From tumbling renewables records to political dog-fights, James Murray looks at the trends that will define the green economy over the next 12 months
It is the nature of the global fight against climate change that every year is more important than the last, but at a national and international level 2015 promises to be a truly critical year for the green economy.
Several crucial turning points loom where the UK and international community could opt to accelerate efforts to curb global emissions, or alternatively could choose to throw encouraging recent policy progress into reverse. In the UK, May's general election should determine whether a new wave of ambitious domestic green policies is embraced or not. Meanwhile, December's Paris Summit provides a focal point for green businesses and campaigners everywhere, holding out the promise of a new global climate change treaty or the final death knell for the multi-lateral approach to climate risks.
My bet is the growing appeal of clean technologies, the mounting calls from businesses for climate action to be prioritised, and the escalating visibility of climate threats mean the green economy will continue to make progress throughout 2015 and beyond. But the UK election, the Paris Summit, and the huge unanswered questions posed by the collapse in the oil price will inject more volatility into the green business outlook than at any point in the past five years.
Against this backdrop of inherent and growing uncertainty, here are 10 predictions we can make for 2015, with varying degrees of confidence:
1. Renewables records will keep falling
One thing we can predict with near complete certainty is that 2015 will see a host of renewable and clean energy records fall. Renewables capacity is increasing in almost every part of the planet, meaning renewables generation and energy share records will continue to tumble.
In the UK, various renewables records are being broken on an almost weekly basis during the windier months of the year, while recent falls in coal generation means emissions records are also being broken. From a global perspective, the most important records are being set in China, where the march of renewable power has meant the government is able to predict that emissions will now peak by 2030.
However, while renewables capacity and generation records are encouraging, the really exciting development will be made in clean energy labs. Scientists are quietly making impressive progress increasing the conversion efficiency of solar cells, with some projects working on thin film cells that could deliver 40 per cent efficiency at ultra-low cost. Similar progress is being made with wind energy in the form of giant offshore turbines and even high altitude kites.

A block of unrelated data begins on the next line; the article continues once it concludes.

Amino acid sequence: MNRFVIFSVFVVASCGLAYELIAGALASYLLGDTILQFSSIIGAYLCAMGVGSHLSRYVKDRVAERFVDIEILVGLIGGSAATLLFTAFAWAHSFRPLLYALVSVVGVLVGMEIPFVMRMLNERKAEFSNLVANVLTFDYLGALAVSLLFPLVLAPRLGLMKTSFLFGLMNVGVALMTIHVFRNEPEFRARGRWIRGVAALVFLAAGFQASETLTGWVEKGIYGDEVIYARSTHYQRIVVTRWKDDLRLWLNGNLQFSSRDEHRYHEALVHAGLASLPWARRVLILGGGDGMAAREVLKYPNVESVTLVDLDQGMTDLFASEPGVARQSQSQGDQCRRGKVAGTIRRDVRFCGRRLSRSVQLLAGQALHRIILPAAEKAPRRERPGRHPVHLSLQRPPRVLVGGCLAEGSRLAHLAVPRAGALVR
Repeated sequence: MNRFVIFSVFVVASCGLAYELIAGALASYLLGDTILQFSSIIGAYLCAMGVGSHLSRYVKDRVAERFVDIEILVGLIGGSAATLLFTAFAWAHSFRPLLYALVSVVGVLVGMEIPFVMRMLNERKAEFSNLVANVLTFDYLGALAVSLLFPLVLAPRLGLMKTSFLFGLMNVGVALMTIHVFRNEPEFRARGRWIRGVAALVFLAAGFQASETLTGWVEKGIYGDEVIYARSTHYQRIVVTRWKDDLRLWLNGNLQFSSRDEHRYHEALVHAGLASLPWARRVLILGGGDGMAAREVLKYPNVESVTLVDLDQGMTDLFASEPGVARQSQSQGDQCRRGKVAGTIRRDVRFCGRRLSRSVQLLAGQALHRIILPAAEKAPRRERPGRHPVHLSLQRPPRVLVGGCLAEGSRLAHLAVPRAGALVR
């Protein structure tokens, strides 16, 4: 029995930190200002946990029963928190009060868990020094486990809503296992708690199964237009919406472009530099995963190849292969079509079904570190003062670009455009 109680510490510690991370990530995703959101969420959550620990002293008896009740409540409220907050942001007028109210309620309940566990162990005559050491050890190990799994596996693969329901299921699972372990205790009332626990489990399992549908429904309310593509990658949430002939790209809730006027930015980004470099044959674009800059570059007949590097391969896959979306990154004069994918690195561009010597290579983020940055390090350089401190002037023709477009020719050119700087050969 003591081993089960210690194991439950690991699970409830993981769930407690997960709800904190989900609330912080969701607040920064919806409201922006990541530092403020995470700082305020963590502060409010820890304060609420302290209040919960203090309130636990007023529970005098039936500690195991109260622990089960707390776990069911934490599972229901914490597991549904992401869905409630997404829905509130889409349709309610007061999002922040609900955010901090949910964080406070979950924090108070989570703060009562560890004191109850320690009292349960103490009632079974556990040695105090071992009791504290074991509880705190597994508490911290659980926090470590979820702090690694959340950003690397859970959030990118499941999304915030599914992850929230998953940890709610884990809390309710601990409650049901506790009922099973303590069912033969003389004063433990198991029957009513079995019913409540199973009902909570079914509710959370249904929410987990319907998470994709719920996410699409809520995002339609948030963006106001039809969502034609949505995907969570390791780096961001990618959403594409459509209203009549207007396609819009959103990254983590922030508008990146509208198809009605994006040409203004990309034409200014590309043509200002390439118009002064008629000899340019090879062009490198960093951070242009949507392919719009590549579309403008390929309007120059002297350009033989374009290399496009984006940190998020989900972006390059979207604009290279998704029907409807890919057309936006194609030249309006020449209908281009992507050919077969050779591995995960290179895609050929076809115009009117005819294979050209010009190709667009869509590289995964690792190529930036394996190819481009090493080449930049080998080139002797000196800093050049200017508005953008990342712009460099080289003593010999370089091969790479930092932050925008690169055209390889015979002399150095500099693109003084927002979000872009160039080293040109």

Renewables march into the mainstream will continue throughout 2015.
2. Green investment will make important strides
Green investment has faced a series of significant challenges throughout the global economic downturn, and the collapse in the oil price could yet present one of the biggest challenges yet. But at the same time there are encouraging signs that green investment is starting to enter the mainstream.
For example, the green or climate bonds market exploded last year, hitting around $40bn, and there are credible projections it will top $100bn this year. The implications for clean energy and low carbon infrastructure funding could be transformative.
The promise of Green ISAs, the growing popularity of crowd-funding, and the likelihood that more big name investors will join the fossil fuel divestment trend suggests 2015 will see environmental considerations get an ever greater hearing among the investment community.
3. Formula E will come to London - and it will be great
On June 27th the Formula E series will bring the inaugural electric car racing series to London, bringing with it some of the world's most exciting race cars and a flurry of green publicity.
The series has enjoyed an impressive start and the excitement generated by the city race will further underline the technical maturity of electric cars, not to mention their burgeoning consumer appeal.
As a marketing opportunity for a sector that is currently experiencing exponential growth it is hard to think of anything better.
4. Obama (and Clinton) versus the climate sceptics
The Republican's victory in last November's mid-terms paves the way for the mother of all Beltway battles over US environmental policy.
Obama has used every opportunity to emphasise that he is up for the fight. His approval ratings may be in the doldrums, but while the media has criticised him he has quietly gone about building an impressive green business legacy. The US-China climate pact is banked, a deal with India is on the cards, the EPA is working on emissions standards, and Keystone XL could yet be blocked.
However, with Congress under their control and the party's leadership clinging to its climate sceptic talking points, the GOP has a platform to challenge almost every aspect of Obama's environmental strategy. Obama's decision to use executive action to deliver climate policies and investment means he should be able to face down his critics and continue to drive green growth, but political rows over the environment will provide a constant backdrop throughout 2015.
Crucially, given the 2016 presidential race has in many ways already started, Hilary Clinton has signalled she fully endorses Obama's climate change strategy.
Isle of Canna residents to ditch diesel electricity generators in favour of community-owned solar, wind, and battery storage system
Analysis by CDP and the Climate Disclosure Standards Board shows that while more and more corporates are aware of climate risks, few are driving meaningful action to address them
Andrew Warren reveals the low-down on the decades-spanning work of the British Energy Efficiency Federation
On Bob Dylan, World Cups, and the true urgency of the climate challenge